Just Say No to Offshore Oil
State Assemblywoman Pat Wiggins, D-Santa Rosa, last week called on the state Legislature to urge President Bush to abandon plans to encourage oil drilling and natural gas exploration off the California coastline. Wiggins wants a permanent ban on such drilling, especially in 36 offshore tracts already under lease off the central coast. Wiggins’ amended resolution, first introduced in February, came at the behest of U.S. Sen. Barbara Boxer, D-Marin. It also asks that the Bush administration not appeal a recent federal court ruling that upheld California’s right to review federal offshore oil proposals off its coastline.
Petaluma’s dynamic superintendent of public schools, Carl Wong, has pulled off yet another coup–snaring a $375,000 grant from Microsoft founder Bill Gates’ educational foundation to fund a small, technology-based high school. The facility, modeled after a similar nationally acclaimed school in Napa, will be located in the heart of the city’s Telecom Valley district. It is scheduled to open in September 2002. Petaluma school officials hope to land a $2 million state grant to open the school. Gov. Gray Davis has authorized $20 million in the state budget to establish 10 similar schools throughout the state. Those appropriations are pending state Senate approval.
Land Swap Deal
Environmentalists are hot under the collar over a land swap that will give one of the largest landowners in Sonoma County 143 acres at Lake Sonoma in exchange for a 38-acre patch. The deal with rancher Crawford Cooley was brokered by the U.S. Army Corps of Engineers, which built the 17,000-acre reservoir and popular playland behind Warm Springs Dam in 1983. Since the construction of the dam, Cooley–whose family owns nearly 21,000 acres of ranchland north of the lake–has disputed the boundaries of the reservoir. The Madrone Audubon Society, Sierra Club, California Native Plant Society, and Fish and Wildlife Service all criticized the deal as being bad for local fauna and flora. Rep. Mike Thompson, D-St. Helena, criticized the swap as being bad for taxpayers. The Sonoma County Water Agency joined the chorus of critics, saying that the deal will allow Cooley to graze cattle near the lake and lead to polluting runoff.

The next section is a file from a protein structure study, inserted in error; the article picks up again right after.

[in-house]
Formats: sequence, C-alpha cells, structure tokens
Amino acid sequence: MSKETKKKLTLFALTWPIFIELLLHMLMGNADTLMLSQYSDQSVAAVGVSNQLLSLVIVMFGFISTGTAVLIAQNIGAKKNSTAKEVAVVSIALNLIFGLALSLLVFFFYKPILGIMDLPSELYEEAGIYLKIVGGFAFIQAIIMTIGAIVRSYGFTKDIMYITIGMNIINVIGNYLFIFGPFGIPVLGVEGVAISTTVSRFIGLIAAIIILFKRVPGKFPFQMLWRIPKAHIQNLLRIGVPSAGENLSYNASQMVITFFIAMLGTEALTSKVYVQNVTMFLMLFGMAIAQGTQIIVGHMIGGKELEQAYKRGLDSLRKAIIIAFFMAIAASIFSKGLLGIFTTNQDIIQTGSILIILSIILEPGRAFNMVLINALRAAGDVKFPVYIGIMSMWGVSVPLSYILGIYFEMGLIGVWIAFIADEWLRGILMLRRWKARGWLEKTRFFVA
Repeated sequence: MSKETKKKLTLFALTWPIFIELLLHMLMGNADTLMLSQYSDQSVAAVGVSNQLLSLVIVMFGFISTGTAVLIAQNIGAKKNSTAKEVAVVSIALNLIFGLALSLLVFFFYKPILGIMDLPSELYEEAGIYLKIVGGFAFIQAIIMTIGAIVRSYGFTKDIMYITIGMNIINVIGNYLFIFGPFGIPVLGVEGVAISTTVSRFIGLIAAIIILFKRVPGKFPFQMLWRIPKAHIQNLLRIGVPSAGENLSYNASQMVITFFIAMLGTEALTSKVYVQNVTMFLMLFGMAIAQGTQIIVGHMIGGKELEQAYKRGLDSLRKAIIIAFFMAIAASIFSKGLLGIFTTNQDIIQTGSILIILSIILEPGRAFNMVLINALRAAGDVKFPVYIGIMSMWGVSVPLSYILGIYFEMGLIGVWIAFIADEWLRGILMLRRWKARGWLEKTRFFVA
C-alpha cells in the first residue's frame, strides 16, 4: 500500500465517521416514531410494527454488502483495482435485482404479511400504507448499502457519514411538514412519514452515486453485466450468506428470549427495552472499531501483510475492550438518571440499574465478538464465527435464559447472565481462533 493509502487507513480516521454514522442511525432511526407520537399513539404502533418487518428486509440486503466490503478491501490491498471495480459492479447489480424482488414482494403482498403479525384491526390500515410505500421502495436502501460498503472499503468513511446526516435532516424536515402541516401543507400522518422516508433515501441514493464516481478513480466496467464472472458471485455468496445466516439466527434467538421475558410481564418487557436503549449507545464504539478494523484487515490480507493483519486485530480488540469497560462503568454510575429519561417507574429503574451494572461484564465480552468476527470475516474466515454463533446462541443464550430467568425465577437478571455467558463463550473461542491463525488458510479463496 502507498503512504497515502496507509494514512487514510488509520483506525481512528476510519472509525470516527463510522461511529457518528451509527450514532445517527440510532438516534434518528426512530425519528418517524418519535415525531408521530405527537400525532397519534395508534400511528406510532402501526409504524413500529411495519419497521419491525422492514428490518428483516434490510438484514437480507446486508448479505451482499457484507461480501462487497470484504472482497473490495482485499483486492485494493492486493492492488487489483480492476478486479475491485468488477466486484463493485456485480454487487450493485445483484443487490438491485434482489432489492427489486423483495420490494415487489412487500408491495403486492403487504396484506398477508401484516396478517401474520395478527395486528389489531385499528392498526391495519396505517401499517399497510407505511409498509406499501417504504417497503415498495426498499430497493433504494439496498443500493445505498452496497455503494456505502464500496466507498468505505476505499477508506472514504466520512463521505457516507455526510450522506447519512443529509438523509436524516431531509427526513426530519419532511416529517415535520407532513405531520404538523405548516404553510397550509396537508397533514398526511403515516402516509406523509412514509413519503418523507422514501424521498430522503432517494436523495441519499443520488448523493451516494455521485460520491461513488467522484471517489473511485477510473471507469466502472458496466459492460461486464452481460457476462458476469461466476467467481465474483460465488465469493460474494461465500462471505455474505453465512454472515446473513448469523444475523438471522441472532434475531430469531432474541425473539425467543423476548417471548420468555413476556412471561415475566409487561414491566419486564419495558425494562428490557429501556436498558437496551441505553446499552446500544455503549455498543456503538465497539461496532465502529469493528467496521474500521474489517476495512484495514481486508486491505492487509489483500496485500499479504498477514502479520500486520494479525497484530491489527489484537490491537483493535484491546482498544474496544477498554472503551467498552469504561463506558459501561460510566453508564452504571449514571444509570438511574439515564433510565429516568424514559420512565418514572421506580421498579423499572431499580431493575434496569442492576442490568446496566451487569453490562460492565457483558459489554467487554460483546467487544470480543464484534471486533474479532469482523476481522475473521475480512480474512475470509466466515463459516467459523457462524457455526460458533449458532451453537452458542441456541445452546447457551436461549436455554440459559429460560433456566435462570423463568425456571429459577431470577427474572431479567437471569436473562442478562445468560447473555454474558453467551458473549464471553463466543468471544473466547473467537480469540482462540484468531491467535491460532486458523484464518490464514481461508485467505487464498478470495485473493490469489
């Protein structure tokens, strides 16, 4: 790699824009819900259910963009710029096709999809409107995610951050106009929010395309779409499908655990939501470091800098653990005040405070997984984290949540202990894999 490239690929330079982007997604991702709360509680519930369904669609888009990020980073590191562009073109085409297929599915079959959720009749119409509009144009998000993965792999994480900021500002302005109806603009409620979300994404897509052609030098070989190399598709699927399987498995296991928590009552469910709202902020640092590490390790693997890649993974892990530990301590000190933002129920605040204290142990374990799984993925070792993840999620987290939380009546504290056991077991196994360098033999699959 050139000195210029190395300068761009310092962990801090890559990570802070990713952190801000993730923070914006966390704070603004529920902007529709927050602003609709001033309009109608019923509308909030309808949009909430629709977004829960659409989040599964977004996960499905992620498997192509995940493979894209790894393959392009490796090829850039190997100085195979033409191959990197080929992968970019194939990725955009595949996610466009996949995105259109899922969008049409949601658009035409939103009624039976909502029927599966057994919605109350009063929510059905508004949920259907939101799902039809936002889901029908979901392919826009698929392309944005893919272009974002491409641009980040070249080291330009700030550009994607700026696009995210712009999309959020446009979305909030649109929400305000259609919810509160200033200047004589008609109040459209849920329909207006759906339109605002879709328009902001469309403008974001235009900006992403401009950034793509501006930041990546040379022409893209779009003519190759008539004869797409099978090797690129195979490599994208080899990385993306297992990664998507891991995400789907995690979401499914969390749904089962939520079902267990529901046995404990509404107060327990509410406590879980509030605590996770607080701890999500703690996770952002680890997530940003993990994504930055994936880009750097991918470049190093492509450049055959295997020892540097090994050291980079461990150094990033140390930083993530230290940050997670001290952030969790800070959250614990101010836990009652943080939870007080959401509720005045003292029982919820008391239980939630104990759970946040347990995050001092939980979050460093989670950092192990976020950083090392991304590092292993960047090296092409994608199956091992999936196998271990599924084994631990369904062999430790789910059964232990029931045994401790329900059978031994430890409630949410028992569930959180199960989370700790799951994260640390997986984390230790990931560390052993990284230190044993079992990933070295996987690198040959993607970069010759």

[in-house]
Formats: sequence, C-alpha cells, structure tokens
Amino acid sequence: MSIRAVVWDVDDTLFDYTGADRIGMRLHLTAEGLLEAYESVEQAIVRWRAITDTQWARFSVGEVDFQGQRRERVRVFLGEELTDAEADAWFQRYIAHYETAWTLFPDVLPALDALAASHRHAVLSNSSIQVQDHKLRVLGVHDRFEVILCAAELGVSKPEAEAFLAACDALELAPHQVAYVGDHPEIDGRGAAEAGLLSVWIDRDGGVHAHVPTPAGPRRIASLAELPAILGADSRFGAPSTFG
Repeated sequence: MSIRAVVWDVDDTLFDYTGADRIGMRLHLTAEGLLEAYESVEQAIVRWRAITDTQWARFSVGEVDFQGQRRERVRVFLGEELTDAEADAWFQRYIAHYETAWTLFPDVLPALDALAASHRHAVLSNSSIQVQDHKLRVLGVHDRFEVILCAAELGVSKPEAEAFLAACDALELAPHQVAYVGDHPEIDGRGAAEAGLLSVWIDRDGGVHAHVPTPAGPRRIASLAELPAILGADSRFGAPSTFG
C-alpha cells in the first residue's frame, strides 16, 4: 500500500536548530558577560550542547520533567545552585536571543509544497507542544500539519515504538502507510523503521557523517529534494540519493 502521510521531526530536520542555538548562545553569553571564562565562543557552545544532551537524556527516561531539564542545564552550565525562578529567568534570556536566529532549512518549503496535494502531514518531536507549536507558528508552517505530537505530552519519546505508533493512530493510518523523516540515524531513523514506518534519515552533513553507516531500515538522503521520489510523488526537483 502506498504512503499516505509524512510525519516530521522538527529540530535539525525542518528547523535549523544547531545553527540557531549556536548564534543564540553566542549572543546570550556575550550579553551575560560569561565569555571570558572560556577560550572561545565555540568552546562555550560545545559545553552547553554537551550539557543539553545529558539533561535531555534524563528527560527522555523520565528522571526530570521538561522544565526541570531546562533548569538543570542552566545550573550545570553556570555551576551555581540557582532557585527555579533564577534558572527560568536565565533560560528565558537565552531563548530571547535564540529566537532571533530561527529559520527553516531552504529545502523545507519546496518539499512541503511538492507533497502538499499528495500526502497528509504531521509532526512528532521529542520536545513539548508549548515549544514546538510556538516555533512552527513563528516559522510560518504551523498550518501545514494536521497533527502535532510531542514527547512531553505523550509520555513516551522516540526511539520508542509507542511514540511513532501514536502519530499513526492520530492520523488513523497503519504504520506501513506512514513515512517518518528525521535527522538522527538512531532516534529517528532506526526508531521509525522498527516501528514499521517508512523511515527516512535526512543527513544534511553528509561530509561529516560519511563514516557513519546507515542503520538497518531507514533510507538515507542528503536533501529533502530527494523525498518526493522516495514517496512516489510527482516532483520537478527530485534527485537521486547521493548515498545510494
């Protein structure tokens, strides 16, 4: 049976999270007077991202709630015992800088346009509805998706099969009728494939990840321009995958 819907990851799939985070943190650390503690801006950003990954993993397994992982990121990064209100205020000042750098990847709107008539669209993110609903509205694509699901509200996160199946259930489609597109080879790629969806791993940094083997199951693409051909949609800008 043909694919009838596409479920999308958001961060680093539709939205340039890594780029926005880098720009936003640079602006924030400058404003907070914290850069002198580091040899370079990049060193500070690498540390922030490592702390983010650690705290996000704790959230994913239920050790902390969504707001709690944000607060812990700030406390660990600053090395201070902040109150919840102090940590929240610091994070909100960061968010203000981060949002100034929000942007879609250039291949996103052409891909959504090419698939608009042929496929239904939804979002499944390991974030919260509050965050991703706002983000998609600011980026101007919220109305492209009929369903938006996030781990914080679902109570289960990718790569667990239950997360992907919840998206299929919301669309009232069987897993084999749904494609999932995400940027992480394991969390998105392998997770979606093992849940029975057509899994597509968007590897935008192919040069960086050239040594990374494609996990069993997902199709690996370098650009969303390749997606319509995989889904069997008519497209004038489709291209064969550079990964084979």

Stung by complaints from residents and criticism from housing advocates, Santa Rosa and Sonoma County officials now say they will consider opening a pair of homeless shelters within the next year. Santa Rosa Mayor Mike Martini announced that city officials are studying two downtown sites for a possible shelter. County officials claim they are considering a similar move. In 1996, the county Board of Supervisors nixed a widely supported plan to convert a then vacant Santa Rosa Avenue hotel into a 175-bed homeless service center. The past five years have seen no movement toward finding permanent shelter for the county’s sizable homeless population.
Are you ready for a property-tax hike? Voters in eight Marin County communities will face a variety of bond measures on the November ballot that ask residents to tax themselves for everything from school repairs to water-system upgrades. Voters in Novato, Lagunitas, and the Reed Union School District will find school-bond measures on the Nov. 6 ballot–in Novato, Measure A would raise $107 million to repair 14 local schools at a cost to taxpayers of $60 per $100,000 of assessed property value for 25 years. Under Prop. 39 guidelines, adopted last year, 55 percent of Novato voters must approve the bond measure. In addition, measures D, E, and F would tax homeowners in Novato’s Bel Marin Keys Community Services District to improve the lagoon there.
From the September 6-12, 2001 issue of the Northern California Bohemian.